Information about the Irish Red and White Setter

The Irish Red and White Setter is a breed of dog, more specifically a setter. It is virtually identical in use and temperament to the related Irish Setter, but is more often found as a working gun dog.

The coat is long and silky, mostly white, with deep-red patches. The dogs range in height from 22.5 to 24 inches (570 to 610 mm) for females and 24 to 26 inches (610 to 660 mm) for males, and weigh 50 to 70 lb (23 to 32 kg).

The Irish Red and White Setter is a pointing bird dog which originated in the 17th century in Ireland, where they were particularly associated with the Rossmore family. They can take longer to train than other gun dogs, but once trained, they are loyal and reliable companions. They need firm, decisive, but not harsh, training. They can be the most devoted and affectionate of dogs, and are extremely intelligent. Irish Red and White Setters thrive best in active families, where they have outlets for their high energy, and require space to run freely.

Originally, all Irish Setters were mostly red, or red and white, but from around 1880 breeders, began to prefer the solid red variety. Consequently, the breed came close to extinction. Thanks to the efforts of an early 20th century Northern Irish clergyman, Noble Huston, the breed survived, but only in small numbers in the island of Ireland. From around 1970, a revival of the breed was planned, and the numbers began to increase slowly. By the 1980s, the red and white setters were being imported into Great Britain, where the breed was developed more as a show dog. In contrast to these British dogs, the breed has continued to be primarily a working and field trial dog in Ireland.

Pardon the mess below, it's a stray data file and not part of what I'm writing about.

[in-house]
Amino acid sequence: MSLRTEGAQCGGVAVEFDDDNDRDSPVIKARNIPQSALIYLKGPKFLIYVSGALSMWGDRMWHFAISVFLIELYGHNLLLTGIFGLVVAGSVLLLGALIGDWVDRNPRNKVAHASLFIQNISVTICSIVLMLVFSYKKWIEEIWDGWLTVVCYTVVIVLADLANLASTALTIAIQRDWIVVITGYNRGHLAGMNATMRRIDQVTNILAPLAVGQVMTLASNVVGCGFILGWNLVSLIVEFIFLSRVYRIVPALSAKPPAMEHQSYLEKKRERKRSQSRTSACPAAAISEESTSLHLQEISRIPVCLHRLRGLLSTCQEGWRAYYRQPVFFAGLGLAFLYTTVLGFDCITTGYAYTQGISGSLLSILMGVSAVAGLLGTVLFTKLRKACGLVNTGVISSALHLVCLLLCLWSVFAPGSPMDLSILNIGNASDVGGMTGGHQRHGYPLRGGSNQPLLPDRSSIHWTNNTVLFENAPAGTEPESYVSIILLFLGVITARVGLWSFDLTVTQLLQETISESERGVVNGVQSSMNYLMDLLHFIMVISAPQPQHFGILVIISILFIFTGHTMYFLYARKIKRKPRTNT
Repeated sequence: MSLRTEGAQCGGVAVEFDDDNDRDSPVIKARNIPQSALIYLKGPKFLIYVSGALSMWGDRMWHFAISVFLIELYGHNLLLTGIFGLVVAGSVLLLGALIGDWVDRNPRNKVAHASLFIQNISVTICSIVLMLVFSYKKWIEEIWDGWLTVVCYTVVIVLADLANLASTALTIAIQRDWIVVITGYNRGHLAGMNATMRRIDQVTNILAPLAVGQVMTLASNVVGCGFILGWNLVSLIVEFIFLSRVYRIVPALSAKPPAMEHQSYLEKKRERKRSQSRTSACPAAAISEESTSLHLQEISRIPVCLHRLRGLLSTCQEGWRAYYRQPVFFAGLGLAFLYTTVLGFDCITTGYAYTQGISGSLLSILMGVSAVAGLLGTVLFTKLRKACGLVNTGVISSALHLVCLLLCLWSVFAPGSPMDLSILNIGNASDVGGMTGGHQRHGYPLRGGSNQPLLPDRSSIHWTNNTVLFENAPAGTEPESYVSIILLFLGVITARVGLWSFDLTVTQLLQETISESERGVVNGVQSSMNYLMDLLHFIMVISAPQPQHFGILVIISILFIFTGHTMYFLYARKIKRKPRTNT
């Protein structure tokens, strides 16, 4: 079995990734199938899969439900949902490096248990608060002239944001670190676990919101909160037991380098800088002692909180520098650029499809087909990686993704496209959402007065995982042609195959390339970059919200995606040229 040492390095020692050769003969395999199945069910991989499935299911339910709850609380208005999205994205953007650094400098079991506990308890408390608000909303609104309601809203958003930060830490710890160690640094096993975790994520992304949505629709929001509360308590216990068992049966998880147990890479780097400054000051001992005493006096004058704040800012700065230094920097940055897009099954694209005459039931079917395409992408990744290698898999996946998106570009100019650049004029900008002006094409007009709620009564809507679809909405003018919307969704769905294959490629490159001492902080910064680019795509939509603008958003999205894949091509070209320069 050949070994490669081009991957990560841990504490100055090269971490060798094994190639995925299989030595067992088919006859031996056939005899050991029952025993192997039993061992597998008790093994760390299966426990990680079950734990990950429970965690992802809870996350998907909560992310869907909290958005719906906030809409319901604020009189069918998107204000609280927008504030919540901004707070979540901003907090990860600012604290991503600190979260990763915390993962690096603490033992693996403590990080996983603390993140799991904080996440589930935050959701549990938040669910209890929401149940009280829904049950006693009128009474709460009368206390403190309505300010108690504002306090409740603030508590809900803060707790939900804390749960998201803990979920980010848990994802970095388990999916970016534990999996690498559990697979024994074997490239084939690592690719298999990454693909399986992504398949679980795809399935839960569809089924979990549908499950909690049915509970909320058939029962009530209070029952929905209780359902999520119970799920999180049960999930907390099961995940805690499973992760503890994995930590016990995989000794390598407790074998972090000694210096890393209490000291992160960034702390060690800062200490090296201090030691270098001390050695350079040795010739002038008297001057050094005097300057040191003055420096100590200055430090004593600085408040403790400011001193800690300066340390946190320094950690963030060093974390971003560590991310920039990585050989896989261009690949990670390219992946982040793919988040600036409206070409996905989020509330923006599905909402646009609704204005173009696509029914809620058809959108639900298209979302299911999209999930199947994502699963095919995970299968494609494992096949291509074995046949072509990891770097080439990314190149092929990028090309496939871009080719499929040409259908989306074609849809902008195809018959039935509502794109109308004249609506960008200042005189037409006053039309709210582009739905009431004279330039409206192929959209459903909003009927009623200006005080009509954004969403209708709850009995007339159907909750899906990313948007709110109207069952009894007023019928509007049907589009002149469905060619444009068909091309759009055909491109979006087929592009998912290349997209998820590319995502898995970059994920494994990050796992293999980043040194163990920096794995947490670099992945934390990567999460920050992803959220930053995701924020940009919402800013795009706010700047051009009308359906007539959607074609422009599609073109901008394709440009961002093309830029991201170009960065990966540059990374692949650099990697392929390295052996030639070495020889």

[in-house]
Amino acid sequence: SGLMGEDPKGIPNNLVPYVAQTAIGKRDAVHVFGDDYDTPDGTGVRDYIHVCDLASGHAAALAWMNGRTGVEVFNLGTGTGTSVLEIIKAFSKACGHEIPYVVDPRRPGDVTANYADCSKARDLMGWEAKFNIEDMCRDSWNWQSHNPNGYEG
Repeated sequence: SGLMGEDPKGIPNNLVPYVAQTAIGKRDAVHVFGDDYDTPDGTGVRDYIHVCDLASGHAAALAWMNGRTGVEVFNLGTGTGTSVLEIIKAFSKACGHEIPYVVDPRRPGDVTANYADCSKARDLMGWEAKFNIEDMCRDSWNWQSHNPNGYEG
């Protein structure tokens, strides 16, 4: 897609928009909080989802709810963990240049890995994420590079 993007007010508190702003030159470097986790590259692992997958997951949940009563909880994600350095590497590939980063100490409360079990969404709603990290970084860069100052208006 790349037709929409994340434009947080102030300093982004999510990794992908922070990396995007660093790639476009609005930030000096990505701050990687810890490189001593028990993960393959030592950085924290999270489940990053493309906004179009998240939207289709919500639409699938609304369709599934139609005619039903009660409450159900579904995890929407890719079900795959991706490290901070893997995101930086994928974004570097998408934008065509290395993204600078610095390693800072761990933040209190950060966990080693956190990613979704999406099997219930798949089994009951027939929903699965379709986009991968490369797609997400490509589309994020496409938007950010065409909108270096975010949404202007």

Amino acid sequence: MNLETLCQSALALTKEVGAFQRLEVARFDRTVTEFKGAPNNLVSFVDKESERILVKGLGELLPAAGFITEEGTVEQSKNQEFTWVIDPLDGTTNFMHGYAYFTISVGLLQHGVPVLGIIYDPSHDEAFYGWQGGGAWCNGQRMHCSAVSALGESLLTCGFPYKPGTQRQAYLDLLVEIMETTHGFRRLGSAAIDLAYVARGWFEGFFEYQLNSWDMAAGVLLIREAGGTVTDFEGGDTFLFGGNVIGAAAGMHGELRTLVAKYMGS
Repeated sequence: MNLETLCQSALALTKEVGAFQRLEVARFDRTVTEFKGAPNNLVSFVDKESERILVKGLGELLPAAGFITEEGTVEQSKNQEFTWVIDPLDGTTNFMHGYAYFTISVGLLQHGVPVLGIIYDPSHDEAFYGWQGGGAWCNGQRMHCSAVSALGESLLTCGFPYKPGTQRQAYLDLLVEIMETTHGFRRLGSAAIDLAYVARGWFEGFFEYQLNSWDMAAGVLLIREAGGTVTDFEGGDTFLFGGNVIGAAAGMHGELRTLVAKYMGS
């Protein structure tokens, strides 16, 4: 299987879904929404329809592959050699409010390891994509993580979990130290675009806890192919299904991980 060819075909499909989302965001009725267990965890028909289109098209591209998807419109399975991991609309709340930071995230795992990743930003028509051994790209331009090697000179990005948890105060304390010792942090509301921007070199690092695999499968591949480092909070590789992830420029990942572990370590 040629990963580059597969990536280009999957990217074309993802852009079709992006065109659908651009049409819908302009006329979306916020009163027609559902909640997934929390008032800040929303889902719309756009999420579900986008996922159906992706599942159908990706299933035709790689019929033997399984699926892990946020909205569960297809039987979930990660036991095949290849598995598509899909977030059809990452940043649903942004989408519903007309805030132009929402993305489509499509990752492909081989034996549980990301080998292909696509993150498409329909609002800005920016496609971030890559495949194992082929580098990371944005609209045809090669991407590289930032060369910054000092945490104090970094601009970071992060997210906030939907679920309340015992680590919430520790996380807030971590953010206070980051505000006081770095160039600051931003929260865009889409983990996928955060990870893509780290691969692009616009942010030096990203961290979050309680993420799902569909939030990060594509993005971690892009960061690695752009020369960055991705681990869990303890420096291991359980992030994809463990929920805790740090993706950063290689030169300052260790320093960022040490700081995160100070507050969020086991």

From 1 January 2009, the Irish Red and White Setter is fully recognised by the American Kennel Club, and is eligible to compete in conformation and all other competitive fields.

The breed is recognised by most other national Kennel Clubs. All registered Irish Red and White Setters are the descendants of the dogs accepted by the Irish Kennel Club at the time of the revival of the breed in the 1970s.